HeadsUp is a small-group discussion web application that works on any webkit browser such as Chrome and Safari. Discussion leaders may log in using any Google account. HeadsUp facilitates dividing people into groups, sending out topics and assignments, and gathering evaluation feedback. Although it is browser based, it is very resilient, allowing participants to exit the browser, use other programs, and return to the browser at the proper point in the discussion.
HeadsUp attempts to provide information without distracting from the main task at hand, navigating through a discussion. The first metaphor for the program was a turn-by-turn, spoken-instructions GPS that should receive focus only briefly at specific times, allowing the driver to focus on the road, not the instructions. HeadsUp seeks to do the same; it provides instructions for completing the discussion and the teacher should encourage participants to only look at the device when needed.
Clear instructions regarding roles to play, carefully crafted prompts that encourage taking a particular point of view or contributing a key piece of information, and reduction of administrative overhead have the goal of enhancing the time that participants have when face to face. In a university setting, students only spend about twelve hours each week in class; the goal of HeadsUp is to allow them to spend as much time as possible in interaction rather than looking at devices.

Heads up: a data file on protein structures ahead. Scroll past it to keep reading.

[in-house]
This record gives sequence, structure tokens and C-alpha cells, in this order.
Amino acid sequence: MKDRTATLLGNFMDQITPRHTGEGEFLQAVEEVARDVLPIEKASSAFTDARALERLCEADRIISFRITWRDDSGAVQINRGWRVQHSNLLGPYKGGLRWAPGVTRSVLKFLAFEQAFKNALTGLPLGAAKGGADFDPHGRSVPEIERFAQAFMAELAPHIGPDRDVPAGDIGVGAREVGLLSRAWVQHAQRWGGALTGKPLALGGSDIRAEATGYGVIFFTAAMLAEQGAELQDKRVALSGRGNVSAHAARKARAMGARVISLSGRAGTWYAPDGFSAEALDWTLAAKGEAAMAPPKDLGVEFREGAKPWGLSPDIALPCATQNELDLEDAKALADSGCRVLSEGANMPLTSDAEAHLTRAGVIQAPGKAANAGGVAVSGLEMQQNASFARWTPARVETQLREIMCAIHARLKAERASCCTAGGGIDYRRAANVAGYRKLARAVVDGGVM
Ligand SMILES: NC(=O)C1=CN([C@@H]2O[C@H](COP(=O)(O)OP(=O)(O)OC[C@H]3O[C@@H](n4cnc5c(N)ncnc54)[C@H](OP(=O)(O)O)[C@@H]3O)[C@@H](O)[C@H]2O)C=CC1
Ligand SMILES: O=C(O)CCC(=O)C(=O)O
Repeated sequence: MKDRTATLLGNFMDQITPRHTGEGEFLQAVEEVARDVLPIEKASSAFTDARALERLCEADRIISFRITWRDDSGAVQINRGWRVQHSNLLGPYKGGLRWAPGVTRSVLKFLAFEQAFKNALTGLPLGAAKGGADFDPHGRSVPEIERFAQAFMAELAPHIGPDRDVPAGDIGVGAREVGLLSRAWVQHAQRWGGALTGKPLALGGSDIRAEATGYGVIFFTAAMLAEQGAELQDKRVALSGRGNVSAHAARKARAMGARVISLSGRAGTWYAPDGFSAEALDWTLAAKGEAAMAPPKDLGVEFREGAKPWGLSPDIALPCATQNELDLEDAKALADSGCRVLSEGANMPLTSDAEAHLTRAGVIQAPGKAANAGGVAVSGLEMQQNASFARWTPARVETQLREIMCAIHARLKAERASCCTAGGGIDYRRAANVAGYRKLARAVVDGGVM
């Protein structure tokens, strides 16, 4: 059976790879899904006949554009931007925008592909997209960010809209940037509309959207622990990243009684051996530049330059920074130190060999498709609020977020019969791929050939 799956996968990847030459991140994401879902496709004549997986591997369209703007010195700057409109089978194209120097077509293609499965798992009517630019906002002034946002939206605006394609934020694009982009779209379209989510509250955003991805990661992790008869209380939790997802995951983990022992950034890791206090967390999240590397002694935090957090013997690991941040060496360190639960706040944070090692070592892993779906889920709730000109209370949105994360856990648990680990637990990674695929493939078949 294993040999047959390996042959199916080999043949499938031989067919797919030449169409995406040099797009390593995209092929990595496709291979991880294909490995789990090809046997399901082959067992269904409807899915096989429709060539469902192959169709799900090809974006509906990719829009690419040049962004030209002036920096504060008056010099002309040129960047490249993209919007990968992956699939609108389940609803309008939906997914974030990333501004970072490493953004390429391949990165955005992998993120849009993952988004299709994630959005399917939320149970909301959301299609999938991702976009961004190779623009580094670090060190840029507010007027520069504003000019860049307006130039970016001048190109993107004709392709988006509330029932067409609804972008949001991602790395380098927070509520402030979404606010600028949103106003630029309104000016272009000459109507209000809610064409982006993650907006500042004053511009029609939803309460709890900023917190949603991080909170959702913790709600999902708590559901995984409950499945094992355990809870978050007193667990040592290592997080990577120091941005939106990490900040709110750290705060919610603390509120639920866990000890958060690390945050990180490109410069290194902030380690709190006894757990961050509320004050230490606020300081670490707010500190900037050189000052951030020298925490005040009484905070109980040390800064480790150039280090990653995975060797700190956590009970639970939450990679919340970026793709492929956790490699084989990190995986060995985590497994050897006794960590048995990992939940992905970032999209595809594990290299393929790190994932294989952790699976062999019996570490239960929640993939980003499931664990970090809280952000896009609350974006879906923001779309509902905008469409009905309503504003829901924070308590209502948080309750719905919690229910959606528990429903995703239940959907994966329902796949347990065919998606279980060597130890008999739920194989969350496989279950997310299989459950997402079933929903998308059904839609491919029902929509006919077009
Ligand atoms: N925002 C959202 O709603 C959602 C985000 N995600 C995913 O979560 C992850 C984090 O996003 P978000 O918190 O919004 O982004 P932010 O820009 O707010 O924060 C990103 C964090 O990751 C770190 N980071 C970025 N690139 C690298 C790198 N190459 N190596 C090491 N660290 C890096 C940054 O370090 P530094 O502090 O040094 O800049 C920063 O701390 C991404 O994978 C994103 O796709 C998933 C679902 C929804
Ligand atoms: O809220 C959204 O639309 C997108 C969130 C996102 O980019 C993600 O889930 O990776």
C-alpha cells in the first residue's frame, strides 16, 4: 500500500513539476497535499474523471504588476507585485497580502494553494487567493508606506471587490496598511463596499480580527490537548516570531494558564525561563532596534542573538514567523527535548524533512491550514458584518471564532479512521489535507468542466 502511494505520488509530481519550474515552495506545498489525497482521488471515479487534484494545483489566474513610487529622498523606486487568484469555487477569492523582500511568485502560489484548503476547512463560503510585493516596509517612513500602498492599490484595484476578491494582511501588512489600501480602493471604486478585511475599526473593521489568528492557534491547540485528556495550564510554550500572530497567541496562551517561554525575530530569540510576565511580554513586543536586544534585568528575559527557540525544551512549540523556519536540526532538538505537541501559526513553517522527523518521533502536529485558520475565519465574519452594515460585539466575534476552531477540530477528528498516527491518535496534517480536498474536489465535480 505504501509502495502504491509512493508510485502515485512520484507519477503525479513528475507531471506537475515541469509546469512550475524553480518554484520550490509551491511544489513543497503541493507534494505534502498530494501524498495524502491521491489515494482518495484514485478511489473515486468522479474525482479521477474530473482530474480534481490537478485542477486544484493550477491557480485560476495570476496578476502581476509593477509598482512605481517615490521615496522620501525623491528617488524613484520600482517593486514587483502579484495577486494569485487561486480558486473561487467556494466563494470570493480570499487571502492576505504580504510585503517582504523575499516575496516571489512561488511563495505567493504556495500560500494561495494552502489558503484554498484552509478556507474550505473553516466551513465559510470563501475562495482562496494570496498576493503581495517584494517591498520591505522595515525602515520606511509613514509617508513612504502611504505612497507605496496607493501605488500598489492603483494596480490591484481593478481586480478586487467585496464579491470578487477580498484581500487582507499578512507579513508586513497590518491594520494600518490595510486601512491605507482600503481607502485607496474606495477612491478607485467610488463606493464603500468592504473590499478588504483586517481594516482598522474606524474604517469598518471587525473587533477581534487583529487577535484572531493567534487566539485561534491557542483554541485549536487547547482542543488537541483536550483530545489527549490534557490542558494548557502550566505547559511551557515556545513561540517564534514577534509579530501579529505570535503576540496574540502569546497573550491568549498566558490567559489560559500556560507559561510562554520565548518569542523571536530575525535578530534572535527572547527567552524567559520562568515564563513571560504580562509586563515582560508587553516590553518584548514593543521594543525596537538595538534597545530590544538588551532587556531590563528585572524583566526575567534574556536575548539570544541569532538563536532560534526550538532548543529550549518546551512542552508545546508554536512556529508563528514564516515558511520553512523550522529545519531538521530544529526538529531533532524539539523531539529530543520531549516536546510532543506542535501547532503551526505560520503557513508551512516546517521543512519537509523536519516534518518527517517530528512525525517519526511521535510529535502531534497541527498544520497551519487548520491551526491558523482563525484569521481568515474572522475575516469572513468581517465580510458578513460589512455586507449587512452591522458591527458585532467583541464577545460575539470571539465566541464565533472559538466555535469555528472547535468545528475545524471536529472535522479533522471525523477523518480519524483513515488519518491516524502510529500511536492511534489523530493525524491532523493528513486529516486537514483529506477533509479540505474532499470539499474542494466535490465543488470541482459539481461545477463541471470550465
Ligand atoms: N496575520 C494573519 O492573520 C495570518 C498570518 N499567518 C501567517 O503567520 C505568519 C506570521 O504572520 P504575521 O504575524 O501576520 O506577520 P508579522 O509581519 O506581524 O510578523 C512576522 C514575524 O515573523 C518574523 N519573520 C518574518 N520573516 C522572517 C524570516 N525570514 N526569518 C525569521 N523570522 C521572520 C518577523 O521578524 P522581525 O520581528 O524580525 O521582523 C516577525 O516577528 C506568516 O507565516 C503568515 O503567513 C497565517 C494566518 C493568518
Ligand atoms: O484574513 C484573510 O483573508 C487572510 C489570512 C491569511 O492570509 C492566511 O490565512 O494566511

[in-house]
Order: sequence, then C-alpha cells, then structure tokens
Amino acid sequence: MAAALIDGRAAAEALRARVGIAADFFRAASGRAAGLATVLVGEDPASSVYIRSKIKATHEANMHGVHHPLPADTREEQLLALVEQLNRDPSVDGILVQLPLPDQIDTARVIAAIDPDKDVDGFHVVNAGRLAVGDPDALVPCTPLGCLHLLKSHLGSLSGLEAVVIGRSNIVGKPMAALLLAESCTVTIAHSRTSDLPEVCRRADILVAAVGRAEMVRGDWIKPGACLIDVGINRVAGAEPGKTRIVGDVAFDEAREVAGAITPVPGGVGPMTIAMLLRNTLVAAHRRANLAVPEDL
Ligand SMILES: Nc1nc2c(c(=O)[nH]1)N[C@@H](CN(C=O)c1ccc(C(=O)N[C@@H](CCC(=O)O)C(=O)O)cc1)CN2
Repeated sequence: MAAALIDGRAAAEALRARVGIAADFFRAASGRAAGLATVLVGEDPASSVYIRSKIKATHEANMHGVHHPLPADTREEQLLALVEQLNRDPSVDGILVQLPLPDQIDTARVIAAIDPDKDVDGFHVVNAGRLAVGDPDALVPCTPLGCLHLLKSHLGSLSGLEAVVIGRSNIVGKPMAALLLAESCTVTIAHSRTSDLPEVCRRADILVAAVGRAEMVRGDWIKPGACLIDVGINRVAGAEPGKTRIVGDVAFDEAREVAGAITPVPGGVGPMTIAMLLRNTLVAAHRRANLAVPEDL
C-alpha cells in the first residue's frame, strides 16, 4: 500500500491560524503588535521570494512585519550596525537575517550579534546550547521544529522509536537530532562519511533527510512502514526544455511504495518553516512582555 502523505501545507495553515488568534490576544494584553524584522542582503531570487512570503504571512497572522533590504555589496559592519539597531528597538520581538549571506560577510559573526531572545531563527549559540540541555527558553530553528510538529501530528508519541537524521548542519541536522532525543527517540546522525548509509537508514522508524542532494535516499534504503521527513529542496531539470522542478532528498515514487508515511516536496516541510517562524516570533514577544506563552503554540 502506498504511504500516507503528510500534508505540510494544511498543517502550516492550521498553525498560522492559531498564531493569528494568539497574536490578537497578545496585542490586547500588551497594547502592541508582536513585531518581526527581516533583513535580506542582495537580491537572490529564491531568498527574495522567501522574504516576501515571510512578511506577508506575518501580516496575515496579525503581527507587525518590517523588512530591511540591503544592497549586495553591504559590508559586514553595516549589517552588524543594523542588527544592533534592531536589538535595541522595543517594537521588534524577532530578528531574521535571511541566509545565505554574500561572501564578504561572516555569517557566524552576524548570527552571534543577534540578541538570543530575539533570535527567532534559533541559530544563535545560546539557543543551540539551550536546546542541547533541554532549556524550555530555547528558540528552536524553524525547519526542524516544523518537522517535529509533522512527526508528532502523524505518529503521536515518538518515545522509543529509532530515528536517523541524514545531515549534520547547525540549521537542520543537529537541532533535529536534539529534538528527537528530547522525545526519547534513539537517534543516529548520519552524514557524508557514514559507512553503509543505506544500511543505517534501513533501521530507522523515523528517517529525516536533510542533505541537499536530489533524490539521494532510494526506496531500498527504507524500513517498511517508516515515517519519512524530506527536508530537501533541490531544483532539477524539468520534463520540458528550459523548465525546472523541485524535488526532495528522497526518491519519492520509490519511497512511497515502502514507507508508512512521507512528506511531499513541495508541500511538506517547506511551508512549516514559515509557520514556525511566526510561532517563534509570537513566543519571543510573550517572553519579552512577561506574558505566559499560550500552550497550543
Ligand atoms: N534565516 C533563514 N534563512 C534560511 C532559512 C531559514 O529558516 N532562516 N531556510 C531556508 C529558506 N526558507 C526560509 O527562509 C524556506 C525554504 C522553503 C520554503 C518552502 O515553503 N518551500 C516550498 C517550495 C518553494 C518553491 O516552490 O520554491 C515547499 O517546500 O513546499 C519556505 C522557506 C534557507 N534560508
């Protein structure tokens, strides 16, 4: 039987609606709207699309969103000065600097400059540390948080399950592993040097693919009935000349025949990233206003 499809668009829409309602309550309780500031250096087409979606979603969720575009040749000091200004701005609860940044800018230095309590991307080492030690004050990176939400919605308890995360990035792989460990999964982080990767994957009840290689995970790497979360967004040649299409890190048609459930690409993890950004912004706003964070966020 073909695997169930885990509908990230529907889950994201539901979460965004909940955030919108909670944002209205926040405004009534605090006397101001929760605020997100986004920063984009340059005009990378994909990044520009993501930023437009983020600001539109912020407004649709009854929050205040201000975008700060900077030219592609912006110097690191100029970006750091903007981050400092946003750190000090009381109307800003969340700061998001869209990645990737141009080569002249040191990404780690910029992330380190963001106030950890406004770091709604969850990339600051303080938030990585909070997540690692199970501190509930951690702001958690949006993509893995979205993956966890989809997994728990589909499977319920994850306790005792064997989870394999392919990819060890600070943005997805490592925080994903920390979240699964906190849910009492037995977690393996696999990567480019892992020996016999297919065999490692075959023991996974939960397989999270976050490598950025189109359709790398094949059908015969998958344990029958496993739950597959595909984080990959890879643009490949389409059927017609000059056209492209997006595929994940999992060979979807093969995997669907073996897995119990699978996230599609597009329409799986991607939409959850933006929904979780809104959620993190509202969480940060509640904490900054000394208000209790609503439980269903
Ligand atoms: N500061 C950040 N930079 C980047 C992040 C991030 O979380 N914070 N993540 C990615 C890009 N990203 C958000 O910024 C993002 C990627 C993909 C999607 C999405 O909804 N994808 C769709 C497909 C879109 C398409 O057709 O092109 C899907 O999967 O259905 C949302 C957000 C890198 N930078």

HeadsUp was created at Abilene Christian University in 2010. The originator is James Langford with key concepts and ideas from Dr. Tracy Shilcutt, Gary Varner, Dr. Brent Reeves, Dr. Bill Rankin, and Dr. Kyle Dickson. Developers were Hab Adkins, Chris Gibbs, Jonathan Johnson, and Harvey McQueen with design, UX and key concepts by Chad Martin of PivotalAction.com. HeadsUp was tested throughout the Fall 2010 semester by Dr. Stephen Baldridge, Dr. Brad Crisp, Karen Cukrowski, Dr. Dickson, Dr. Shilcutt, and Dr. Laura Phillips.
Since the original development, Harvey McQueen has rewritten the server side from scratch and is currently (February 2012) completing a completely new server version for ACU’s Educational Technology department. We plan to make this version available to the public.